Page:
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Publication numberUS7106974 B2
Publication typeGrant
Application numberUS 09/732,773
Publication dateSep 12, 2006
Filing dateDec 11, 2000
Priority dateDec 21, 1999
Fee statusPaid
Also published asUS7903979, US8326151, US20010004290, US20060263090, US20110211838, US20110211839
Publication number09732773, 732773, US 7106974 B2, US 7106974B2, US-B2-7106974, US7106974 B2, US7106974B2
InventorsChang Hee Lee, Hyun Deok Kim
Original AssigneeKorea Advanced Institute Of Science & Technology
Export CitationBiBTeX, EndNote, RefMan
External Links: USPTO, USPTO Assignment, Espacenet
Low-cost WDM source with an incoherent light injected fabry-perot laser diode
US 7106974 B2
Abstract
The present invention discloses a low-cost light source for optical transmission systems and optical networks based on wavelength-division multiplexing (WDM) technology. A light source in accordance with the present invention is implemented by externally injecting a narrow-band incoherent light into a Fabry-Perot laser diode (F-P LD). After injection of narrow-band incoherent light, the output of F-P LD becomes wavelength-selective rather than multi-mode and the output wavelength of F-P LD coincide with the peak wavelength of the injected incoherent light.
Multi-channel WDM light sources according to the present invention can be implemented using a single broadband incoherent light source and plurality of F-P LDs. An optical transmission system for upstream signal transmission in an passive optical network using the light source according the present invention is also disclosed.
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Claims(40)
1. A method comprising:
generating a narrow-band incoherent light signal from an optical fiber amplifier;
externally injecting the narrow-band incoherent light signal into a light source capable of lasing;
suppressing the lasing modes outside of a bandwidth of the injected incoherent light signal by injecting the narrow-band incoherent light signal; and
locking an output wavelength of the light source capable of lasing within the bandwidth of the injected incoherent light.
2. A method comprising:
generating a narrow-band incoherent light signal from a light emitting diode;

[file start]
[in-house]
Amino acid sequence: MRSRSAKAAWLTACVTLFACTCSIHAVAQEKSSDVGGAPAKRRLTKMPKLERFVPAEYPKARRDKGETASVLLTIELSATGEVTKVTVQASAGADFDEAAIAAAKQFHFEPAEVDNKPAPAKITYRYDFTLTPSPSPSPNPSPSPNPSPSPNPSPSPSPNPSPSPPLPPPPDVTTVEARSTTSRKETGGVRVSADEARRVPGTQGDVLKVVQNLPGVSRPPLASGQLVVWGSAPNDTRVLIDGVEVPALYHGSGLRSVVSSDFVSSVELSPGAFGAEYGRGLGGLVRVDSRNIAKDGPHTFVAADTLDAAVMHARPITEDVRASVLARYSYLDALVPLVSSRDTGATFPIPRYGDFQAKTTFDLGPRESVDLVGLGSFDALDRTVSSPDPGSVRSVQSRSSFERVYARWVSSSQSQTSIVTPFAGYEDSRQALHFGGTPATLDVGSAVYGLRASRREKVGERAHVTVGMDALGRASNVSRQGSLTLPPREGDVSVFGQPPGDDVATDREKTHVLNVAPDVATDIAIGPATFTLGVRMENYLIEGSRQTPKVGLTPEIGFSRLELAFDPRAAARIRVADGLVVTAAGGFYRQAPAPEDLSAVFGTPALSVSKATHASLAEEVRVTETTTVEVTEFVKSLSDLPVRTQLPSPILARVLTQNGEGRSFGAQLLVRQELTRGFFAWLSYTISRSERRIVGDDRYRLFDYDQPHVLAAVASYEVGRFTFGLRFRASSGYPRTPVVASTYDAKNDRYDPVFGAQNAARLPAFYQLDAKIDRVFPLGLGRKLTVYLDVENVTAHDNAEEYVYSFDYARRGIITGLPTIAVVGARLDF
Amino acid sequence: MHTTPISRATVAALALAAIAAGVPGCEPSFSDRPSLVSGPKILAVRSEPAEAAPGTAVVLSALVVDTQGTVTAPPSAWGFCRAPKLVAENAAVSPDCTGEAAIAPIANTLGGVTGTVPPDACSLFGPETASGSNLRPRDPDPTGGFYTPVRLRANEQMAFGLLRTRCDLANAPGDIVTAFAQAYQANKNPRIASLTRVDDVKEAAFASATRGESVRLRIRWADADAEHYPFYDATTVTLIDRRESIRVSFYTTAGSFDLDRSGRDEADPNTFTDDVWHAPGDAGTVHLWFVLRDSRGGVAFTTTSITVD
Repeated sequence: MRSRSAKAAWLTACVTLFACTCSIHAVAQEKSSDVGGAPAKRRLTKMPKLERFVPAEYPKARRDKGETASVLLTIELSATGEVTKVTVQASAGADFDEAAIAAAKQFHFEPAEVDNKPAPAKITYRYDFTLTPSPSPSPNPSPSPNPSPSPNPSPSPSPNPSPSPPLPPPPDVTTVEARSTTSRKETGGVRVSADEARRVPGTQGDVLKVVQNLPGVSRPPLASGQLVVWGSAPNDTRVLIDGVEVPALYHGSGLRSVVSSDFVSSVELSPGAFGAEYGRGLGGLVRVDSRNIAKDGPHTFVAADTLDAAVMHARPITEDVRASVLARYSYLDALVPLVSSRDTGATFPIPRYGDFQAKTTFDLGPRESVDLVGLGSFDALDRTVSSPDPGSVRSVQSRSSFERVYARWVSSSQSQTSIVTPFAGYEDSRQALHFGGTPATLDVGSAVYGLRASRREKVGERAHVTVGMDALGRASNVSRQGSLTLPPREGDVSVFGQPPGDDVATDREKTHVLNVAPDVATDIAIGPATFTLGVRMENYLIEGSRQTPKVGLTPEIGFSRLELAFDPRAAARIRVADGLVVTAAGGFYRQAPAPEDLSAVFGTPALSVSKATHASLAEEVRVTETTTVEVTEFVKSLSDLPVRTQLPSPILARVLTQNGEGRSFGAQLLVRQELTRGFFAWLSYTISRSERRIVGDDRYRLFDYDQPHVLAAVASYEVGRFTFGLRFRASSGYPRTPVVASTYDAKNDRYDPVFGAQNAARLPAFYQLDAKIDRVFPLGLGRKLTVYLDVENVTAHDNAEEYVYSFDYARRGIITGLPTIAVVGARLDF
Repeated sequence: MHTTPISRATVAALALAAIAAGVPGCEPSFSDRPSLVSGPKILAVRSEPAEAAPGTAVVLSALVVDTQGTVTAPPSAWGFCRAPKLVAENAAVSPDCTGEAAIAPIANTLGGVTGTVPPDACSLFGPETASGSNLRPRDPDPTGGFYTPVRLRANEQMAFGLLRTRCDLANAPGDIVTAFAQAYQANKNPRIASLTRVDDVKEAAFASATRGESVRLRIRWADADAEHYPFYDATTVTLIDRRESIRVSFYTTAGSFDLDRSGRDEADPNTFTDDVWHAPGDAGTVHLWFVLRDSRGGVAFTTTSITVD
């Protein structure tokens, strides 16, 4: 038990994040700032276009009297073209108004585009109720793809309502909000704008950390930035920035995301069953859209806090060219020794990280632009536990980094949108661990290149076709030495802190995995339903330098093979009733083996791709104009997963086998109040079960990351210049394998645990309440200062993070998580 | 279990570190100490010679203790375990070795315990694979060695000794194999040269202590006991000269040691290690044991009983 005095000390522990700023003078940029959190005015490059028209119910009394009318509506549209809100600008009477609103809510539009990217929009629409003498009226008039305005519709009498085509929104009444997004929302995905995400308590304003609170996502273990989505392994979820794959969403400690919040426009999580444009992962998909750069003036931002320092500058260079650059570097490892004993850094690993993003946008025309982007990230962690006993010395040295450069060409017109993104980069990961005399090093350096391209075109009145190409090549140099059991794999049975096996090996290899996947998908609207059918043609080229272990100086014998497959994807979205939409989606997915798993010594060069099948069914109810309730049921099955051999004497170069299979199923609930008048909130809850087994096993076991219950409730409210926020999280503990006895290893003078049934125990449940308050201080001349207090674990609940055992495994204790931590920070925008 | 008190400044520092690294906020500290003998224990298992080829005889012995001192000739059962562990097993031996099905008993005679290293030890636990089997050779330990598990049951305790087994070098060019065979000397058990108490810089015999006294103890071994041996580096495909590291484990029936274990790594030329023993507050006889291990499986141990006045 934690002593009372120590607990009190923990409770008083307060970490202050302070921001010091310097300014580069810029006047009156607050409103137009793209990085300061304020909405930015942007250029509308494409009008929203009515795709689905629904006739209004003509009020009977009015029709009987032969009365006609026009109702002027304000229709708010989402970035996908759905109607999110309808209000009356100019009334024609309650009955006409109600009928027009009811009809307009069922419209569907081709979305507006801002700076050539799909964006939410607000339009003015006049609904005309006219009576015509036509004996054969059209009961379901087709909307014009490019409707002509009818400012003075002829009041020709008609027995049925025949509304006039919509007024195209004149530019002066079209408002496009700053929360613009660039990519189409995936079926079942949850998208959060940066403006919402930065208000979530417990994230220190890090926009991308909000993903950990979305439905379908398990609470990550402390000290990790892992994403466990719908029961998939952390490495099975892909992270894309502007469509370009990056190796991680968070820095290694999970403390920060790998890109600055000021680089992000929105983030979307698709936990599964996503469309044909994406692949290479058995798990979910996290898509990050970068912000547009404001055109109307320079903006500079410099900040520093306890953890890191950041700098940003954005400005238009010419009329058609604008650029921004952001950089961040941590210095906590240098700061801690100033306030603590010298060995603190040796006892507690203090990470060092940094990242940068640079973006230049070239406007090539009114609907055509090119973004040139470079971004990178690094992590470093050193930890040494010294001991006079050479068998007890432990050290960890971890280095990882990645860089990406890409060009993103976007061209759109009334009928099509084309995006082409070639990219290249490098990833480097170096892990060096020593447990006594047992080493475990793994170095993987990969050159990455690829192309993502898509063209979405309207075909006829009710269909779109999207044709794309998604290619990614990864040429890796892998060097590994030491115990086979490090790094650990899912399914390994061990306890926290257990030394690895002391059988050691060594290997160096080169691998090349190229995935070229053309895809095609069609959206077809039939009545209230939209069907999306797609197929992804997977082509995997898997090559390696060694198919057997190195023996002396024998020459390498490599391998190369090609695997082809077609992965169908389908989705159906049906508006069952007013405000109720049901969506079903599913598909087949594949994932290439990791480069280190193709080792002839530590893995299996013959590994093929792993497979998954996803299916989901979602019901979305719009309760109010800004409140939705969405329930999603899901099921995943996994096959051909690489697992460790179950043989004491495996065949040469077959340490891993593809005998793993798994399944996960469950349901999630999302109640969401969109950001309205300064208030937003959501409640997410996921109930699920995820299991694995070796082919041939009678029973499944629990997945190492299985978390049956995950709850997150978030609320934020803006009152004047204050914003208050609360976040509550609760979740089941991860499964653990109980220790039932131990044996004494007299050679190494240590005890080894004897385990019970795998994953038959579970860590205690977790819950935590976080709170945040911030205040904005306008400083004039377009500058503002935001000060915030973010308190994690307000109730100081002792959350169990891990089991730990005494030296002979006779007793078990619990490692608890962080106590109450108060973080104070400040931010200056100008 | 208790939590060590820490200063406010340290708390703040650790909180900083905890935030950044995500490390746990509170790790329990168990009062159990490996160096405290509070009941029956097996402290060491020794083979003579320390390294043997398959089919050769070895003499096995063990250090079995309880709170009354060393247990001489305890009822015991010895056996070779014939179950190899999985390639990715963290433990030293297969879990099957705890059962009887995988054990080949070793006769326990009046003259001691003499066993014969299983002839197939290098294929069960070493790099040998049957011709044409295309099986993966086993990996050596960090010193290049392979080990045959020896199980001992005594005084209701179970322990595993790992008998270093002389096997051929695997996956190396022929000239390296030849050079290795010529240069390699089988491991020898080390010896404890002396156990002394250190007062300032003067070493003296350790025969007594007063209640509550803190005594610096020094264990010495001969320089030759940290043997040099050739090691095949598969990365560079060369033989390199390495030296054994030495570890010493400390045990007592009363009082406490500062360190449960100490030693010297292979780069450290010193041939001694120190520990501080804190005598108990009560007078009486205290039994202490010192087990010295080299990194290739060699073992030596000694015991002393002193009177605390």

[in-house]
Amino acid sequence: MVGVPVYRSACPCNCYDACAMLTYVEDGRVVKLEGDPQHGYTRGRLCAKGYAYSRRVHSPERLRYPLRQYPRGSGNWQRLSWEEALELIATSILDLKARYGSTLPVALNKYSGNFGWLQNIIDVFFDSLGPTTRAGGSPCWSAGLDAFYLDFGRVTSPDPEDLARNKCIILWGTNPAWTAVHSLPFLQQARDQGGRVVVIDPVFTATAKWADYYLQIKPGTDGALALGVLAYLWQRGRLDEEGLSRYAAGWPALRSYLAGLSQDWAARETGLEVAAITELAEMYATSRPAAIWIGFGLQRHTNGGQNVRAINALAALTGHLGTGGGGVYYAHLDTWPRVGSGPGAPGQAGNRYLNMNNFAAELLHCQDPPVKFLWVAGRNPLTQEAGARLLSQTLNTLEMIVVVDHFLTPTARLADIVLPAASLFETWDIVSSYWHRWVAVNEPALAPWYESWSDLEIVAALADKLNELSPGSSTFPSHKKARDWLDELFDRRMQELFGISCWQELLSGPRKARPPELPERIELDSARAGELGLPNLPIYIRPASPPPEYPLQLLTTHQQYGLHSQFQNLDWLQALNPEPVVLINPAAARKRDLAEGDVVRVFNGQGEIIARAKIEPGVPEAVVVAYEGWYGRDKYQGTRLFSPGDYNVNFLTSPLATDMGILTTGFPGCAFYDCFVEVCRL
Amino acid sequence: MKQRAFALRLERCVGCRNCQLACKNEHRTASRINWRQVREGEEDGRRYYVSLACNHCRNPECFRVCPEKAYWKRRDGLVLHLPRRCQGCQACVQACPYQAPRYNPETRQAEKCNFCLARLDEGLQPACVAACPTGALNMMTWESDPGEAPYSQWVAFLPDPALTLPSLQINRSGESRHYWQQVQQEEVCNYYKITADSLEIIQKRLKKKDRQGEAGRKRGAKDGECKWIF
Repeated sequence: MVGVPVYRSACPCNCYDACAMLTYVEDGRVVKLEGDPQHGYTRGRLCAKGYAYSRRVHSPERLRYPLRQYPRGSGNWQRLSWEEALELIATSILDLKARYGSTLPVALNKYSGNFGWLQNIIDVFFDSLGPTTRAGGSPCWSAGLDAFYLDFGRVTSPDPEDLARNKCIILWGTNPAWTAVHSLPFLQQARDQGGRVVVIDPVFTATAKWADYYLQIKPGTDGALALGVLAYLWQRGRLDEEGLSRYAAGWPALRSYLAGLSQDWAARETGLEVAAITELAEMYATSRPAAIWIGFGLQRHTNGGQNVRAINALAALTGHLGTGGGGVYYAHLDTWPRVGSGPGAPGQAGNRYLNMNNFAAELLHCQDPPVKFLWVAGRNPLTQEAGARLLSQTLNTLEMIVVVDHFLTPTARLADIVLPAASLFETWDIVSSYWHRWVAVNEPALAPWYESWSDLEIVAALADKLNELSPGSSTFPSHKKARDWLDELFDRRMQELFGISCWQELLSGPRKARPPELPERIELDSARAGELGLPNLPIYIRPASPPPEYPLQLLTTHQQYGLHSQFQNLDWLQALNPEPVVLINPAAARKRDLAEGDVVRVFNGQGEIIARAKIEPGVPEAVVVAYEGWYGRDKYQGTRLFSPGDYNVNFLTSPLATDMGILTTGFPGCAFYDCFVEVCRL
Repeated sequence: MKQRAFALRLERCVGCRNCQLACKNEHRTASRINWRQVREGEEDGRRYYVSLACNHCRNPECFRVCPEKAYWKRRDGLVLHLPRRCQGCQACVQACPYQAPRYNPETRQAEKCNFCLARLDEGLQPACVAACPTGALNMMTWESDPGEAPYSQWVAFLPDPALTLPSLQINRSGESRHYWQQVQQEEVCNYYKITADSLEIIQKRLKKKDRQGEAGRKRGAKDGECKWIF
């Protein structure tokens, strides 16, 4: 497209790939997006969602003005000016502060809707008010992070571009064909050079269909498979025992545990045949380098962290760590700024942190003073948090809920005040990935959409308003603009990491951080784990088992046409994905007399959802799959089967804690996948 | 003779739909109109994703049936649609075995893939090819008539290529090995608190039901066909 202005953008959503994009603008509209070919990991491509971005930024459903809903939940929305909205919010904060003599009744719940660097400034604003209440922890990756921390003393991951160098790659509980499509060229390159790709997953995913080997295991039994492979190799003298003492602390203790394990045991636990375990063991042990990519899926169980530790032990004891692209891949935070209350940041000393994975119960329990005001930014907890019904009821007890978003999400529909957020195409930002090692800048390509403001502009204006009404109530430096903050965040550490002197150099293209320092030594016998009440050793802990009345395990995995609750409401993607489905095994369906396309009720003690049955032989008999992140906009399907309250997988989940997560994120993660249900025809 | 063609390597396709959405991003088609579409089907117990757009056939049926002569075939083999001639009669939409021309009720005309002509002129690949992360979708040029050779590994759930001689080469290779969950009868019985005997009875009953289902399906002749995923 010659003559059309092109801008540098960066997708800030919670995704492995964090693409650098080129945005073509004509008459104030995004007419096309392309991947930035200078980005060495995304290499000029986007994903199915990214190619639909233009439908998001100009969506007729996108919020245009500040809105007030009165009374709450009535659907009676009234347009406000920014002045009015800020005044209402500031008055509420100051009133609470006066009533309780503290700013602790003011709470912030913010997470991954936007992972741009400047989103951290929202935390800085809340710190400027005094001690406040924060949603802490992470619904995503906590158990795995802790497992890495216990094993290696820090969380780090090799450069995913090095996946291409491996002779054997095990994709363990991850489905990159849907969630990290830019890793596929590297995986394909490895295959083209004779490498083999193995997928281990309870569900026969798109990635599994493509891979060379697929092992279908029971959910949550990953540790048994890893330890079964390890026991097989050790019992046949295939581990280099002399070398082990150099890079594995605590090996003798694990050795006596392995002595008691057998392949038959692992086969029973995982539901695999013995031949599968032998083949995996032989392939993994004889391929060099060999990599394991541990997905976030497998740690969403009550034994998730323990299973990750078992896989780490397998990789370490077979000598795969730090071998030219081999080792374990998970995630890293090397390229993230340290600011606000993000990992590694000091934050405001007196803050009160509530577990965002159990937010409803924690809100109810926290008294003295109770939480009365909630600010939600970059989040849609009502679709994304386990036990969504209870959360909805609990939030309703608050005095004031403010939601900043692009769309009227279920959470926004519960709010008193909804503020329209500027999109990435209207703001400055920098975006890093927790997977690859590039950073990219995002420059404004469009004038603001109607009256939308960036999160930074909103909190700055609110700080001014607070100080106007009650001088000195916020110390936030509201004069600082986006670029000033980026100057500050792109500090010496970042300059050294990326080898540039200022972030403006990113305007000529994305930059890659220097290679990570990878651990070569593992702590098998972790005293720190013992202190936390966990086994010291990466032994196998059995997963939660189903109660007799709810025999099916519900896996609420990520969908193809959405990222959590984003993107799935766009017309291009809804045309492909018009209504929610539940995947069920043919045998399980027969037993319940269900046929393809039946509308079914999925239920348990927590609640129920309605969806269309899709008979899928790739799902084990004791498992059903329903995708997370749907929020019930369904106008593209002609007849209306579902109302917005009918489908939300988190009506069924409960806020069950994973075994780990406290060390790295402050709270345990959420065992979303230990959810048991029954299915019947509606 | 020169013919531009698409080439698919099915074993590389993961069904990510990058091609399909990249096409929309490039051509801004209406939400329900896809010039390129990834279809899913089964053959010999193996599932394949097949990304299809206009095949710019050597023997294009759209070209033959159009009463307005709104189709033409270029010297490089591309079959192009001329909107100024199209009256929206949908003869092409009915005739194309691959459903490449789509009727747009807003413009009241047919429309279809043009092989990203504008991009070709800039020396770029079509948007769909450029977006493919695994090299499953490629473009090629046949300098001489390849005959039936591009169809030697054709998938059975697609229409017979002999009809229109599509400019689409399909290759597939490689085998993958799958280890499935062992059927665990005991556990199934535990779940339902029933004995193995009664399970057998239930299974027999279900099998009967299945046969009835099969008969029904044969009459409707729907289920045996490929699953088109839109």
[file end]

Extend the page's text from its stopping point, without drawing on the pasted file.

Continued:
externally injecting the narrow-band incoherent light signal into a light source capable of lasing;
suppressing the lasing modes outside of a bandwidth of the injected incoherent light signal by injecting the narrow-band incoherent light signal; and
locking an output wavelength of the light source capable of lasing within the bandwidth of the injected incoherent light.
3. A method comprising:
generating a narrow-band incoherent light signal from a superluminescent diode;
externally injecting the narrow-band incoherent light signal into a light source capable of lasing;
suppressing the lasing modes outside of a bandwidth of the injected incoherent light signal by injecting the narrow-band incoherent light signal; and
locking an output wavelength of the light source capable of lasing within the bandwidth of the injected incoherent light.
4. A method comprising:
externally injecting a narrow-band incoherent light signal into a light source capable of lasing, wherein the light source capable of lasing is a Fabry-Perot laser diodes;
suppressing the lasing modes outside of a bandwidth of the injected incoherent light signal by injecting the narrow-band incoherent light signal; and
locking an output wavelength of the light source capable of lasing within the bandwidth of the injected incoherent light.
5. The method of claim 4, further comprising:
operating the Fabry-Perot laser diode as a semiconductor optical amplifier.
6. A method comprising:
externally injecting a narrow-band incoherent light signal into a light source capable of lasing;
suppressing the lasing modes outside of a bandwidth of the injected incoherent light signal by injecting the narrow-band incoherent light signal; and
locking an output wavelength of the light source capable of lasing within the bandwidth of the injected incoherent light,
wherein the lasing modes outside of the bandwidth of the injected incoherent light incur a side mode suppression ratio of ten decibels or more.
7. An apparatus, comprising:
means for externally injecting a narrow-band incoherent light signal into a light source capable of lasing, wherein the narrow-band incoherent light signal is generated from an optical fiber amplifier;
means for suppressing the lasing modes outside of a bandwidth of the injected incoherent light signal by injecting the narrow-band incoherent light signal; and
means for locking an output wavelength of the light source capable of lasing within the bandwidth of the injected incoherent light.
8. An apparatus, comprising:
means for externally injecting a narrow-band incoherent light signal into a light source capable of lasing, wherein the narrow-band incoherent light signal is generated from a light emitting diodes;
means for suppressing the lasing modes outside of a bandwidth of the injected incoherent light signal by injecting the narrow-band incoherent light signal; and
means for locking an output wavelength of the light source capable of lasing within the bandwidth of the injected incoherent light.
9. An apparatus, comprising:
means for externally injecting a narrow-band incoherent light signal into a light source capable of lasing, wherein the narrow-band incoherent light signal is generated from a super-luminescent diodes;
means for suppressing the lasing modes outside of a bandwidth of the injected incoherent light signal by injecting the narrow-band incoherent light signal; and
means for locking an output wavelength of the light source capable of lasing within the bandwidth of the injected incoherent light.
10. An apparatus, comprising: